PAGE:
The evening's participating artists will were:
Kent Tritle, conductor
David Rosenmeyer, chamber orchestra conductor
Emalie Savoy, soprano
John Matthew Myers, tenor
Jesse Blumberg, baritone
Choristers of the Cathedral of St. John the Divine, Malcolm Merriweather, conductor
Chorus and Orchestra of the Society
April 23, 2013 | Permalink
April 22, 2013 | Permalink
Above: Min-Tzu Li and Jamal Rashann Callender of Ballet Hispanico in Nacho Duato's JARDI TANCAT. Photo by Jeaux McCormick.
Sunday April 21, 2013 matinee - A recent visit to a Ballet Hispanico rehearsal was an ideal introduction for me to this vivid and delightful Company. Today at The Joyce I got to see them in full regalia: lights, costumes, the works. It was an exhilirating afternoon.
Nacho Duato's JARDI TANCAT finds its roots in folk tales from Catalonia, transformed into songs sung by Spanish singer Maria del Mar Bonet. The ballet opens in silence with six dancers in a patch of sunlight on a darkened plain; they are simple countryfolk who work the barren land, praying to God for the rain that does not come:
"Water, we have asked for water
And You, Oh Lord, You gave us wind
And You turn Your back on us
As though You will not listen to us"
As the music begins, the sun brightens further and the choreographer presents us with passages of ensemble work in which the dancers capture the spirit of the land and the longing for relief from the hardships of their lives. Despite the bleakness of their daily labours, they seem to find a quiet joy in their sense of community.
In three stunningly beautiful duets, Duato extends the art of partnering in fresh ways and the Ballet Hispanico dancers respond to his vision with clarity and passion. The three couples today were: Melissa Fernandez with Donald Borror, Martina Calcagno with Mario Ismael Espinoza, and Min-Tzu Li with Jamal Rashann Callender. JARDI TANCAT is a spell-binding work, holding the audience in a keenly attentive state. The moment it ended I was ready to watch it again: and how often can we say that of a dancework?
Above: from TANGO VITROLA, photo by Paula Lobo. Click on the image to enlarge.
An old gramophone sits illuminated on a high pedastal at the back of the stage as Donald Borror, his dorsal muscles expressive in the golden light, dances the opening solo of TANGO VITROLA. This magical tango-ballet unfolds against a sonic tapestry of scratchy old 78s; among the songs from the 1920s are "Rosendo" and "La Cumparista" by Orquesta Típica Criolla de Vincente Creco; and "El Llorón," "Pena Mulata" and "El Porteñito" by Roberto Firpo.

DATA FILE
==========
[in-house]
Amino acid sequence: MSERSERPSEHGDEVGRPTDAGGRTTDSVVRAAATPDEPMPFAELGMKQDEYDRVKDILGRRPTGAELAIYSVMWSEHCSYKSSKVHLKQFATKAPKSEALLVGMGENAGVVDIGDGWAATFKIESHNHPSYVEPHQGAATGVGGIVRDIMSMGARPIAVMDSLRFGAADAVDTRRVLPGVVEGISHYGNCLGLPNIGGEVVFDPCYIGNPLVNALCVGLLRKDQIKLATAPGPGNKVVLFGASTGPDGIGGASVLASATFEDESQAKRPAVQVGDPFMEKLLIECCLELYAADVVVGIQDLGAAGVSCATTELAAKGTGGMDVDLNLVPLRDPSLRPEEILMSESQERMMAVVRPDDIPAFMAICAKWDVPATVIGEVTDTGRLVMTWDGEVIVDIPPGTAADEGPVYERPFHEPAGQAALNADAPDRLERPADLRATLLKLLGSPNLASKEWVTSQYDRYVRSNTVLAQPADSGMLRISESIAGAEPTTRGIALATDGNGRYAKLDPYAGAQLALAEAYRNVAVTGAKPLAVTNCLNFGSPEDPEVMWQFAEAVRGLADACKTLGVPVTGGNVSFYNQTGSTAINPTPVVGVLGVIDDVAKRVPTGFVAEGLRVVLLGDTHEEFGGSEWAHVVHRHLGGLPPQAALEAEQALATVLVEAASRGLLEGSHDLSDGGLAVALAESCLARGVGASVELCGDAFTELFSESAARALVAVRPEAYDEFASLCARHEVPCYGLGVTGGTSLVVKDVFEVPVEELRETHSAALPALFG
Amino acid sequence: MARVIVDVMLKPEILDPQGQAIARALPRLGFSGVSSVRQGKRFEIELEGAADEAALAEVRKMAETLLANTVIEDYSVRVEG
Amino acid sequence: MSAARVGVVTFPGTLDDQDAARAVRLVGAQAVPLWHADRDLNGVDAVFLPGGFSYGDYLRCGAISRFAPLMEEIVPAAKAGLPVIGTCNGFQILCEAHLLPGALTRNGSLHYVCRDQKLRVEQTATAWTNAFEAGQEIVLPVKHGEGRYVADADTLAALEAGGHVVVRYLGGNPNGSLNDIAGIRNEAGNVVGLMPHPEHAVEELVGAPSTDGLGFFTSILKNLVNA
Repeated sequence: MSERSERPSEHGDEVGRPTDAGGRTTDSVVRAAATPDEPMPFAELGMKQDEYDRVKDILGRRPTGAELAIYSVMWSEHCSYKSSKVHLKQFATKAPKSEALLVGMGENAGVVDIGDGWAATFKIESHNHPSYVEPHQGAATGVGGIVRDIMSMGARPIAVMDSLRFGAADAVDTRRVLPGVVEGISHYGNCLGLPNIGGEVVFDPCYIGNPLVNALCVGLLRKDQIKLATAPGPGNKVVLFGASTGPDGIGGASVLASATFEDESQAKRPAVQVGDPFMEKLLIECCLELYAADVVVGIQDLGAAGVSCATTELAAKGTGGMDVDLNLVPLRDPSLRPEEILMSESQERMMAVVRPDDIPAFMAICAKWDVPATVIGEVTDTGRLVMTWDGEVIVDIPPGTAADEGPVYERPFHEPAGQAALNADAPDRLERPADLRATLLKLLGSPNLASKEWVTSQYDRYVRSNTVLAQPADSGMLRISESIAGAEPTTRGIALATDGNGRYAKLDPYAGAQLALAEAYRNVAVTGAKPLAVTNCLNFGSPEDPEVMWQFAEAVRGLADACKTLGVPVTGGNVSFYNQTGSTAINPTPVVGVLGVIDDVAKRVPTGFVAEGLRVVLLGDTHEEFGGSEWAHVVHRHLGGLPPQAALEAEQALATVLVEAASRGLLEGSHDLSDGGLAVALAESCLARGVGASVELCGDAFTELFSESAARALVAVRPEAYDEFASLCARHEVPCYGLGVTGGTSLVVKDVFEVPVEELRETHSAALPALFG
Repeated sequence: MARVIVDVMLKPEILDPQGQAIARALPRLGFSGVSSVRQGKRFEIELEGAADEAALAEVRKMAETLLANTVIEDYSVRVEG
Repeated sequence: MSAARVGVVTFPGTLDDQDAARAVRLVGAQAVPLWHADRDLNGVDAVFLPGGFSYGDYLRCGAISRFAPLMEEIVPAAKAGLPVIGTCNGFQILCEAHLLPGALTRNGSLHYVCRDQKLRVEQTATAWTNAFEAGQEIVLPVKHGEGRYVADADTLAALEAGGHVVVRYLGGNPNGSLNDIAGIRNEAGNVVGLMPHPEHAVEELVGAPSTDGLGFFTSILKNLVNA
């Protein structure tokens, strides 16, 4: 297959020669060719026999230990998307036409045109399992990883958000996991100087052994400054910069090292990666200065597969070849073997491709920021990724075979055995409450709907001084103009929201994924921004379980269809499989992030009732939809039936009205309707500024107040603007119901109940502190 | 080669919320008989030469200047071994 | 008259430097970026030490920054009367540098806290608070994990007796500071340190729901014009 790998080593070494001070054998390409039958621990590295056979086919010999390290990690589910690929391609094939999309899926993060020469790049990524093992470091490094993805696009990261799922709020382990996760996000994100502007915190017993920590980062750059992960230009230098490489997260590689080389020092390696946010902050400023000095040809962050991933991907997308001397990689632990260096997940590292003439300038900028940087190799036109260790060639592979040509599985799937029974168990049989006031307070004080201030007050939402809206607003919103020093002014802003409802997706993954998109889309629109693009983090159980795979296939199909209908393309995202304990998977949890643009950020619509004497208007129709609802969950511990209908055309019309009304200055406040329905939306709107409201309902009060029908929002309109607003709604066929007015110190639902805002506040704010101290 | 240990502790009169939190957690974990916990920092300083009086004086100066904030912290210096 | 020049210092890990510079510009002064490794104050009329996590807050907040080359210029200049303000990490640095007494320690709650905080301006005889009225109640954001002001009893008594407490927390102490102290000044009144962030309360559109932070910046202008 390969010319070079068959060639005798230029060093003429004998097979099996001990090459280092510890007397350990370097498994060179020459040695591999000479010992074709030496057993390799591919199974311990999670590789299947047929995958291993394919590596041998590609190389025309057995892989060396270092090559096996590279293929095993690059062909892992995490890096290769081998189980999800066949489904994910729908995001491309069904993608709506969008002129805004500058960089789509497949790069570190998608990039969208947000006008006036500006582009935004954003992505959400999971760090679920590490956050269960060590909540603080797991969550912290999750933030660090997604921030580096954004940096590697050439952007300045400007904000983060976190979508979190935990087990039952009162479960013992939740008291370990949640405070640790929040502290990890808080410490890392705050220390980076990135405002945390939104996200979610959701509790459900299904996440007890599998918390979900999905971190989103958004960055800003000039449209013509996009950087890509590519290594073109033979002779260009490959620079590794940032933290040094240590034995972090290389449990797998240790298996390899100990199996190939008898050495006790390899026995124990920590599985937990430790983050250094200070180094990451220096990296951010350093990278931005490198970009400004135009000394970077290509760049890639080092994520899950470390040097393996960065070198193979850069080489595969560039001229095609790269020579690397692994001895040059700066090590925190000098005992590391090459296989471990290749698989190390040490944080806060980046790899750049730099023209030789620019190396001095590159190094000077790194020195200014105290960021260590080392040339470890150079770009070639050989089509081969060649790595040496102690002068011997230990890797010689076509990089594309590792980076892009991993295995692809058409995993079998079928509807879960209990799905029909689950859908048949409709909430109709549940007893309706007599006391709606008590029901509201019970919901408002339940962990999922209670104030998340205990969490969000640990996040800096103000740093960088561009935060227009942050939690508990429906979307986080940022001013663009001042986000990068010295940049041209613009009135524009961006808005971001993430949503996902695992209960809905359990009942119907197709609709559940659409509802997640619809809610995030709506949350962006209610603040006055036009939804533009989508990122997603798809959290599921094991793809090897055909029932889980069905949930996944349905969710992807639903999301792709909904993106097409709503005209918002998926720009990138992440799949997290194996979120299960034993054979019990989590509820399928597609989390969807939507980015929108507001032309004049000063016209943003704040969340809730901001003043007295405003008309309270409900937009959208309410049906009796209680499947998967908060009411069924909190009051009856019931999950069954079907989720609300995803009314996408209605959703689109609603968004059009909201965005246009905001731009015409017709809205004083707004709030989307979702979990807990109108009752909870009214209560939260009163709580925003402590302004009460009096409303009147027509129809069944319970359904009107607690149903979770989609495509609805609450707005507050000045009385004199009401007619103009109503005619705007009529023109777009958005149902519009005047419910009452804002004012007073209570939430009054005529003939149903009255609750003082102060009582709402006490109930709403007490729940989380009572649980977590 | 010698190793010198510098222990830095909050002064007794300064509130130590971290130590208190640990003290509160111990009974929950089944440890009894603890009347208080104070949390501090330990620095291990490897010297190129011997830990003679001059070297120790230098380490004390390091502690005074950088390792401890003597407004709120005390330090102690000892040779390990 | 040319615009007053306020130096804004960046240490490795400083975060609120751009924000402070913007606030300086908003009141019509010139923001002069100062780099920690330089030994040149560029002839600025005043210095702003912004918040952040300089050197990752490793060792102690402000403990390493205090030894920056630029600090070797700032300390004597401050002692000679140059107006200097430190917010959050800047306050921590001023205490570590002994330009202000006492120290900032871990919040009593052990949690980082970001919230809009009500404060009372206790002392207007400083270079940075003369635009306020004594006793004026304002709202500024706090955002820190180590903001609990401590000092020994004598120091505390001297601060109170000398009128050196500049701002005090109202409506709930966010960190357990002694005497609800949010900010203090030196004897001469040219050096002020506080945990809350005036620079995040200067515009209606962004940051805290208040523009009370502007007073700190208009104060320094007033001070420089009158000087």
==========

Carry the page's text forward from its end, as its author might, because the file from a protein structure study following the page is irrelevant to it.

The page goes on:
Magnificently lit by Joshua Preston, the dancers - the women in slinky black frocks and stiletto heels and the men bare-chested in black trousers and wearing fedoras - weave thru choreographer Alejandro Cervera's intoxicatingly seductive patterns, periodically retreating to watch the others dance from rows of cafe chairs at either side of the stage. Desire and provocation tingle in the air of this dreamlike nightclub where the sexy atmosphere is over-laid with the almost formal courting rituals of the tango. Attitude is all as the dancers revel in their own attractiveness.
Above: from NUBE BLANCO, photo by Rosalie O'Connor
Theatrical elements come into play for the final NUBE BLANCO; again Mr. Preston's lighting is a vital factor in this work set by choreographer Annabelle Lopez Ochoa to recordings of Maria Dolores Pradera. The dancers, all in bright red shoes, are called upon to act and vocalize along with executing the earthy moves, hand-clapping and foot-stomping culled from the flamenco vocabulary. Meanwhile an allusion to ballet comes in the fluffy white tutus worn by the women. A particularly riotous male quartet ("uno! dos! tres! cuatro!") clearly caught the audience's fancy, as did a charming mimetic vignette by Mario Ismael Espinoza, one of the Gotham dance scene's sexiest guys. In the end the dancers stagger in, each wearing one shoe with the other foot bare; one of the girls has put on all the white tutus at once, tramsforming herself into a giant animated snowball. Her final arabesque, foot pointing to heaven, gave NUBE BLANCO its concluding mirthful image. As the dancers stepped out for their bows, I found myself whooping and screaming along with the rest of the crowd.
Above: Mario Ismael Espinoza in NUBE BLANCO, photo by Rosalie O'Connor
An absorbing, sexy and vastly pleasing afternoon of dance. Ballet Hispanico continue their season at The Joyce for another week: performance and ticket information here.
I give Ballet Hispanico six stars out of a possible five: go, and be seduced.
April 22, 2013 | Permalink